Did the US Fed blink?
Bond markets certainly think so, with the yield on the benchmark US ten-year falling to 2.6% from 3.25% at the end of 2018 in renewed safe-haven trade.
This reflected a vote of no confidence in the Fed’s tightening policy, with the dollar – the main beneficiary of the Fed’s hawkish stance – losing ground in response.
It indicated a likelihood that the US central bank will have to reverse its rate-hiking path and start reducing interest rates again over the next 12 months.
Confidence has also returned to the local bond market, with the yield of 9.5% on the R186 in the second half of 2018 clearly presenting a good buying opportunity at the top, with the yield falling to a present 8.8% as bond prices rose inversely.
Equity markets have been a bit slower on the uptake, adopting a more sceptical approach.
The Dow Jones and MSCI World Index are still firmly in negative territory on an annual basis, despite some uptick since the start of the year.
The JSE All Share started the year flat after retreating 13% in 2018.Global equity markets experienced the worst December in decades after the Fed increased rates to 2.5% at its last meeting of 2018, seemingly also keeping the door open for at least three further hikes in 2019.
That spooked markets to no end, with the prevailing view that the US will fall into recession in 2020.
Fed chair Jerome Powell appeared somewhat surprised at the market’s reaction and emphasised that the economic environment still looked good.
The country's GDP was set to grow between 2% to 3% over the next two years.
He dispelled the fears of an imminent downturn, saying the markets “overreacted”.
The market view is that the Fed is pausing, and can afford to do so due to the relatively firm US economy.
But other worries remain. Inflation in the US remains subdued.
Can that really support further hikes in 2019?
In a way the Fed only has itself to blame for the hiccup.
Towards the end of last year Federal Open Market Committee (FOMC) members abandoned their commitment to an “accommodative” monetary stance, as reflected in the Fed statement issued after the meeting.
Neither was mention made that further hikes would be data dependent, another mantra for the markets.
This confused many investors – those who religiously comb through every Fed statement to detect a shift in sentiment, and through which money can be made in future. Or lost.For now, Powell’s soothing remarks have worked.
The Dow is up a percentage point or two in January, but the mood remains fragile.
Further volatile trade is to be expected, especially because the US-China trade impasse remains a reality.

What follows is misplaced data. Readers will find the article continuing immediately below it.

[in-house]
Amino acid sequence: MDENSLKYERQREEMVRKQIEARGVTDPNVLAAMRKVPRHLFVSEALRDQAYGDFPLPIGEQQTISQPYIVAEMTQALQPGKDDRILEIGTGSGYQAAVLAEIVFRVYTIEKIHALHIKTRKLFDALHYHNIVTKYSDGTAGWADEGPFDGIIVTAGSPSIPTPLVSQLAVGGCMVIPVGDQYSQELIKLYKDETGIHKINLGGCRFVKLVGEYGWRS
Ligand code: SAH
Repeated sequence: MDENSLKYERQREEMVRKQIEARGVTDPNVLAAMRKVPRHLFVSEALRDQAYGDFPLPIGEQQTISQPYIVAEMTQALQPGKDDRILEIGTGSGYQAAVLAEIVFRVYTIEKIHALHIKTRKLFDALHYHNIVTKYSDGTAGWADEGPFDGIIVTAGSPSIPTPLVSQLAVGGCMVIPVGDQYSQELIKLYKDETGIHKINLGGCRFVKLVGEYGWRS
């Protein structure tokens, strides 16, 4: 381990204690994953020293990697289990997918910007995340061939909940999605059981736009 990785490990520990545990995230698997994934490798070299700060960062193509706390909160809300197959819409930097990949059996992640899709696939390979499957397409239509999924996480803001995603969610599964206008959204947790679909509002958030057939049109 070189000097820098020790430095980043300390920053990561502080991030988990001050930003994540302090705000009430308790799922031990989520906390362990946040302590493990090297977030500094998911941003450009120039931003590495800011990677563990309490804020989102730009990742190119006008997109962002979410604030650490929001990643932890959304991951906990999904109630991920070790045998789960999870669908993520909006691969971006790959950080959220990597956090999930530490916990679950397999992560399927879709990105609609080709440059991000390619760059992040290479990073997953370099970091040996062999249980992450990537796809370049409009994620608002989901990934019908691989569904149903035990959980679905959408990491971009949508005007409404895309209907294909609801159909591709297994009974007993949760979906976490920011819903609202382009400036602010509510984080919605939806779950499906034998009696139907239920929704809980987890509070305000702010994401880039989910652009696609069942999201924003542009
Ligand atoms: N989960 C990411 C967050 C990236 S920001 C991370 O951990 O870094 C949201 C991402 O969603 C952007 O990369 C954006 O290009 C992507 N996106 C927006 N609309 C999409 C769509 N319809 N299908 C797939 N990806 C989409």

Ongoing trade talks between the countries are a positive development.
Progress has been made on commercial issues, such as with trade in soya beans.
But issues around the opening of the Chinese domestic market, and intellectual property ownership in the tech sector, remain sticking points.
The stakes are high.
The US’ nominal GDP of $20tr, and China’s $14tr, according to latest data, clearly illustrate the serious knock-on effects further tensions between the two elephants in the room could have on the global economy.
That is one of the reasons the European Central Bank (ECB) has been ultra-cautious in relinquishing its stimulatory stance.
The Brexit imbroglio being the other.
FAANG stocks, reflecting the likes of Facebook, Amazon, Google and Netflix, are still in bear territory, or close to it.
Apple’s negative trading update revealed expected lower sales in China, causing ripples in the highflying sector.
And just as some semblance of stabilisation seemed to set in, another shock hit the market, this time from Amazon where CEO and the world’s wealthiest man, Jeff Bezos, is embroiled in a messy divorce saga.
This could lead to a potentially debilitating change in control at the global giant, based on Bezos’s $140bn equity interest.
In a sense the Fed did not blink. It is firmly sticking to its strategy of monetary policy normalisation, with Powell indicating he will not resign, even if ordered by US President Donald Trump to do so.
However, the fact that it is pausing with further hikes should provide support to the markets, hopefully allaying some concern about a possible crash a la the one in October 1987, when the Dow tumbled more than 20% in one day.
What markets clearly want from the Fed now is further reassurances that it will not hike rates further as part of a set policy, thereby breaching the neutral level to a stance where higher rates will damage the market irrevocably.
Should this happen in an environment of softer economic data, markets are bound to react negatively.
Which will be exacerbated by any further tensions with China.
Or a chaotic, no-deal Brexit.Markets in the past have always been characterised by periodic bouts of weakness, before recovering over the longer term.
It will truly be a happening of historic proportions should the Fed successfully manage the present downturn to be only a blip in the trajectory of the future.
Bond yields are crucial in this respect and the main indicator to watch.
Maarten Mittner is a freelance financial journalist and a markets expert.